StarTropics is a top-down action game that is superficially similar to the Legend of Zelda. Its perspective sets it apart from games with similar gameplay, but at its core, this is a linear game focused on combat and puzzle solving.
StarTropics is surprisingly dedicated to its main movement mechanic. Your character, Mike, can only move on a grid, which feels odd at first and hints at the game’s nature as a puzzle game. There are also tiles scattered about most rooms, and you’ll need to jump on these, even when they are adjacent to one another. The most common puzzle involves stepping on a particular tile that is not called out in any way to spawn a switch or an item. While it’s not often obvious which tiles may hide secrets, it’s usually simple enough to try stepping on all of them.
Where StarTropics starts to have problems is when the puzzles get a bit more obtuse. Early on, you’ll find hidden paths called out by subtle shadows, but a later dungeon has no hints at all, requiring you to press on every wall any time you’re stuck. At other times you’ll need to use a limited item to search for secrets, and there are far more screens to search than items available. And there’s an entire dungeon based on the concept of false exits that make you start over. None of these are particularly fun, though they by no means ruin the game.
On the other hand, combat can actually be quite enjoyable, under the right circumstances. The nature of how Mike moves, especially in regards to the tiles, make combat a tactical affair that rewards good planning. Mike’s primary weapon is a short-range yo-yo, and most enemies are most dangerous up close, so you’ll have to be quick on your toes. You can pick up various alternate combat items, though unfortunately these tend to be used for gimmicks and are of limited use otherwise until quite late in the game.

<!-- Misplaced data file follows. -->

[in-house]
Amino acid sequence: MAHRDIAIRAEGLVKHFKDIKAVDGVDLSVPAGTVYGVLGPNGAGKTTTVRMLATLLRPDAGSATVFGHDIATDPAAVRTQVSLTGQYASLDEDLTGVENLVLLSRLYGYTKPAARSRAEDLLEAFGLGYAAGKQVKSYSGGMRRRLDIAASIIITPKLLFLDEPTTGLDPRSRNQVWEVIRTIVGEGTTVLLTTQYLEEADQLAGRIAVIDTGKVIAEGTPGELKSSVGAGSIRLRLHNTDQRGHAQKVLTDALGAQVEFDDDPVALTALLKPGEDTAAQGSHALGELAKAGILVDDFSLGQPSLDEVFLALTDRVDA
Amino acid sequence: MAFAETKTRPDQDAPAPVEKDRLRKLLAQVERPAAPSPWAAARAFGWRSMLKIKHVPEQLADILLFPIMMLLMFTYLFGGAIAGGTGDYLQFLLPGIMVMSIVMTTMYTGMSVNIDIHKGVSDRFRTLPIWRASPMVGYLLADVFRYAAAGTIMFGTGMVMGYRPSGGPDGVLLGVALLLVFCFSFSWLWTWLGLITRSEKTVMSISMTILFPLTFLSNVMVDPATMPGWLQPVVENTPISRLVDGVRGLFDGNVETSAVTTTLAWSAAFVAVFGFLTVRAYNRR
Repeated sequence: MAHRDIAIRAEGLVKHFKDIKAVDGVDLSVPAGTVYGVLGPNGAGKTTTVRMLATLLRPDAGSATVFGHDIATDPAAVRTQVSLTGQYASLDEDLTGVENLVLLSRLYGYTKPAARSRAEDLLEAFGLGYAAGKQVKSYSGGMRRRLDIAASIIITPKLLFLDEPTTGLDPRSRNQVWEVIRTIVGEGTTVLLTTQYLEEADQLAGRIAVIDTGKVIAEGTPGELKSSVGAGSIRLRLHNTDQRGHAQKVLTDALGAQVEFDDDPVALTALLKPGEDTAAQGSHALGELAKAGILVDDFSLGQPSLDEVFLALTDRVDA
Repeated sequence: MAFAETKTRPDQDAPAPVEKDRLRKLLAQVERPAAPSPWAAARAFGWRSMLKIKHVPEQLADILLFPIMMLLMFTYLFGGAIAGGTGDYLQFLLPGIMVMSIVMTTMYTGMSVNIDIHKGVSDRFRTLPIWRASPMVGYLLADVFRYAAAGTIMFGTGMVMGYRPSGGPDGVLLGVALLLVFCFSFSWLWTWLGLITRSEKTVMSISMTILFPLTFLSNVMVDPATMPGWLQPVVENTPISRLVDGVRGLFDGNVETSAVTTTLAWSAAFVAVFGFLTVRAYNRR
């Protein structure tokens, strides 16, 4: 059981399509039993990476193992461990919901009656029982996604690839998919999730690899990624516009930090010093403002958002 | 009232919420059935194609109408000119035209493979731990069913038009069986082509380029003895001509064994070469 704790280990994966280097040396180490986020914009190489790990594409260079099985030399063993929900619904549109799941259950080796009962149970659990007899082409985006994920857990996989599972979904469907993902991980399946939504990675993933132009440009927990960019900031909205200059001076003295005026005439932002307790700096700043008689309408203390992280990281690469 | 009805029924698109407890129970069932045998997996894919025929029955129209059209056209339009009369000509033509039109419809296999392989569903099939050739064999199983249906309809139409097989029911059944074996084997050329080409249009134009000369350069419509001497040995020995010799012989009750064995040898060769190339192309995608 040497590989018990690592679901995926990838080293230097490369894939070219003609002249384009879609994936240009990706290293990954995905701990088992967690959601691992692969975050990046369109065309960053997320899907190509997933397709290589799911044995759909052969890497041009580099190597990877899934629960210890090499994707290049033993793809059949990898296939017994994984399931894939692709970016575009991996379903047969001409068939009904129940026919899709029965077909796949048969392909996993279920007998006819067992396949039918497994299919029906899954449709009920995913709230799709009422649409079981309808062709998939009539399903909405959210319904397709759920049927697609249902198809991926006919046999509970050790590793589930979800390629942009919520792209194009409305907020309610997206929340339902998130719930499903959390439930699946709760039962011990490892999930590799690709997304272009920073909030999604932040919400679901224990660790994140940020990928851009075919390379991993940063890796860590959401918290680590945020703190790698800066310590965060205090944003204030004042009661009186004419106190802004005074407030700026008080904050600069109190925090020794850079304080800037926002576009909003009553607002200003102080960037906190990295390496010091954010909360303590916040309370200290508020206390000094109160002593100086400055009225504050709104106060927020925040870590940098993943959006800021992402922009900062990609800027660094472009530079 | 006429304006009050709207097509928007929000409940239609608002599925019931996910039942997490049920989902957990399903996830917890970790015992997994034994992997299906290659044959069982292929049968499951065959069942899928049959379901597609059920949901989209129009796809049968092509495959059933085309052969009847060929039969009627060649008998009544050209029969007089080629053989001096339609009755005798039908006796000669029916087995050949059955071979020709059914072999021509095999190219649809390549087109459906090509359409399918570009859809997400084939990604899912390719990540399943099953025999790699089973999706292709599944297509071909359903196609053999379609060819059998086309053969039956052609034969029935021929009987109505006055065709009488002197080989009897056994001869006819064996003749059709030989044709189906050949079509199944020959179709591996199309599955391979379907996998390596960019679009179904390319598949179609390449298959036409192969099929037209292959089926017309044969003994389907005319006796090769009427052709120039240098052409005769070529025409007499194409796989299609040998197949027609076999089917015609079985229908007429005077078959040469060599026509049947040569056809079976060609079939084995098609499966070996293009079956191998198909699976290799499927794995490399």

The one major flaw in the combat StarTropics is that you always start with 3 hearts, even if you have the full 22. There’s usually no way to farm health, though most of the later dungeons give you quick boosts. And these boosts are absolutely vital, because as the game goes on, your yo-yo will get significant upgrades that only function when you have certain amounts of health. As a result, on your first life in a dungeon (which often starts at full health), things are significantly easier than any subsequent lives. This can be a frustrating mechanic.
In the end, though, StarTropics pulls together quite nicely. The last few areas are focused more on combat and exploration and less on obtuse puzzles, and can be quite a lot of fun. It’s not a bad game on the whole, just one with uneven difficulty and some unfortunate design decisions.